The El Monte youth, who had been visiting the estate’s caretaker, was shot to death in his car parked in the driveway of the secluded estate rented by Miss Tate and her director-husband Roman Polanski.
He is not believed to have been acquainted with Miss Tate or the other three victims: hairstylist Jay Sebring, Polish playboy Wojciech (Voityck) Frykowski and coffee heiress Abigail Folger.
The two young women charged with five counts of murder in complaints filed Monday by Bugliosi are Linda Kasabian, 19, and Patricia Krenwinkel, 21, both Los Angeles area residents.
Watson, a native of Texas, goes by the nickname of “Tex,” and his cousin, Tom Montgomery, is sheriff of Collin County where he is being held.
The suspect, son of a grocer in nearby Copeville, Tex., was described by sheriff Montgomery as clean-shaven and wearing his hair short when arrested.
Miss Krenwinkel, also known as Mary Scott, Mamie Reeves and “Katie,” and charged under the name Kernwinkel, was arrested in Mobile, Ala.
Miss Kasabian, still at liberty, is believed to have sought sanctuary in a convent in New Mexico.
No charges were filed in connection with the slayings of wealthy grocery executive Leno La Bianca and his wife Rosemary in their Silver Lake home the day after the Benedict Canyon massacre.
Formal charges in either case have yet to be filed against Manson, who is an ex-convict with a record dating back 18 years, or the third female suspect, Susan Denise Atkins, 21.
However, Manson is in custody, charged with arson and receiving stolen property, in the town of Independence, county seat of Inyo County, site of the “family’s” most recent encampment.
Miss Atkins, also known as Sadie Glutz, is in custody here, accused of a murder related to both the Tate carnage and the La Bianca murders.
Very Strange Cult
Police believe that, at the outside, the family numbers no more than 35, but investigators suspect that knowledge of the murders was widespread among members, all held in the thrall of their leader by a strange “spell.”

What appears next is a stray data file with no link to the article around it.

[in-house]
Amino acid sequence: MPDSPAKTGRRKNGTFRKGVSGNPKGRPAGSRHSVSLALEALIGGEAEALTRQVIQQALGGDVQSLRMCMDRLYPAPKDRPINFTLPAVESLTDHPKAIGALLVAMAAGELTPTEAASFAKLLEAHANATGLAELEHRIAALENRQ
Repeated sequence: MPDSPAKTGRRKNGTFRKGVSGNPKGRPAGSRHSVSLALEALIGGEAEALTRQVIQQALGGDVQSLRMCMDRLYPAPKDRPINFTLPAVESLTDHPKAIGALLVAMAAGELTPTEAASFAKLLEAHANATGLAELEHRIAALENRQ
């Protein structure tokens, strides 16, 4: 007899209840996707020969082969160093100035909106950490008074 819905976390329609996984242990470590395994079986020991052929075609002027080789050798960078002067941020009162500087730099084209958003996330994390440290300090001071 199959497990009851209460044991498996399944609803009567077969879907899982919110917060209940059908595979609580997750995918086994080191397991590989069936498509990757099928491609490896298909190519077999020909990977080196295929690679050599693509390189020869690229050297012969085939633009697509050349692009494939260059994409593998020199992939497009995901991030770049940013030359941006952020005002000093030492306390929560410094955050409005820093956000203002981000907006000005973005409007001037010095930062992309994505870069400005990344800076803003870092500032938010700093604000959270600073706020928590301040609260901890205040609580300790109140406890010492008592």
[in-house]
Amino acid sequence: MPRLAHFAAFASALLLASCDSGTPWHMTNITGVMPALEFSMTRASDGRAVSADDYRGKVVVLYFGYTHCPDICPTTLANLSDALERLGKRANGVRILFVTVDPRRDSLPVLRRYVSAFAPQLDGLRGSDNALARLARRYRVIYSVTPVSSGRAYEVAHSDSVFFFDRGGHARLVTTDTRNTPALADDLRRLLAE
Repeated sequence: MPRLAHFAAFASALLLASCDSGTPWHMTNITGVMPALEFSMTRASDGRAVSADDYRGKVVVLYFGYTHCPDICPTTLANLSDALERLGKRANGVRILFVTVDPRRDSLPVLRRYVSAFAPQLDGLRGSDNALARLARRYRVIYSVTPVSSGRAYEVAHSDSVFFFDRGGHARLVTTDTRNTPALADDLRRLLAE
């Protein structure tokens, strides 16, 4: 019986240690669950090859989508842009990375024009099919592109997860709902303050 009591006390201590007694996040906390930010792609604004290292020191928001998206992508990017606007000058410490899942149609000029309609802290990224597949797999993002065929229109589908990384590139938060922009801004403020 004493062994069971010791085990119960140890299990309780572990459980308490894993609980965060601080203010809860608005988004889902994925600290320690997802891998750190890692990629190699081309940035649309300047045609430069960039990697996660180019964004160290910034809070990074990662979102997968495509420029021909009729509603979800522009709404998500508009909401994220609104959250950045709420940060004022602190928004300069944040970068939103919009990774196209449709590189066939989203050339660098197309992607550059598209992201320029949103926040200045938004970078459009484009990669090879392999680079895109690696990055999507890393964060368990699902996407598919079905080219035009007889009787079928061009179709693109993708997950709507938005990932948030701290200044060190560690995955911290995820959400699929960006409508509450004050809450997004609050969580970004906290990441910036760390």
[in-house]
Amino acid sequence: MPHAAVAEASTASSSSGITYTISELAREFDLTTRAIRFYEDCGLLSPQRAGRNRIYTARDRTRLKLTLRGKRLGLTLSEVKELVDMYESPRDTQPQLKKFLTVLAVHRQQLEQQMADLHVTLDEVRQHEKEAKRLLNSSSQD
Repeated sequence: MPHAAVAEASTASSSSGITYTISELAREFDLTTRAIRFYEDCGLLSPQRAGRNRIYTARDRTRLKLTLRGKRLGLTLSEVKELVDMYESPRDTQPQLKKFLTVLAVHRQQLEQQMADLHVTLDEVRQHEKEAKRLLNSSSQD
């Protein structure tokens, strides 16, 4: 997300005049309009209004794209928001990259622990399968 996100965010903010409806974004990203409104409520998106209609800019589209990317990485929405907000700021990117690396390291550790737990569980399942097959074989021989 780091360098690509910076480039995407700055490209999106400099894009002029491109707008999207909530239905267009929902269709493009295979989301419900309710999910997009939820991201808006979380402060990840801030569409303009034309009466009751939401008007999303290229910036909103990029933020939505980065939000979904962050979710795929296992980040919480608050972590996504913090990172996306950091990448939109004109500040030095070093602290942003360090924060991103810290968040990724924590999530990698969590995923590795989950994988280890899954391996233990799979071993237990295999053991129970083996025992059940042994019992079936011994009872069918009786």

The cult to which the suspects belong is an anomaly even in the off-beat hippie world, and beyond its members’ proclivity for violence.
The men wear long hair, but the women crop theirs short, and they identify with no one but their own close group.
Those who have observed them, especially the young women, say “their mien is almost ethereal, as if they were listening to voices they alone can hear.”
When Miss Krenwinkel, an attractive brunette dressed in hippie garb — floppy hat, blue denims and a man’s checked shirt two sizes too big — was arrested in Mobile she was riding in a car with a teen-age boy. He was not held.
When she saw police, officers said, she pulled the hat over her face.
Miss Krenwinkle had lived in and around Mobile most of her early life, according to police. Her mother lives in nearby Theodore, Ala., said Mobile officers, but her daughter was not living with her.
It is believed police have some, but not all, of the physical evidence to support circumstantial evidence obtained from informants.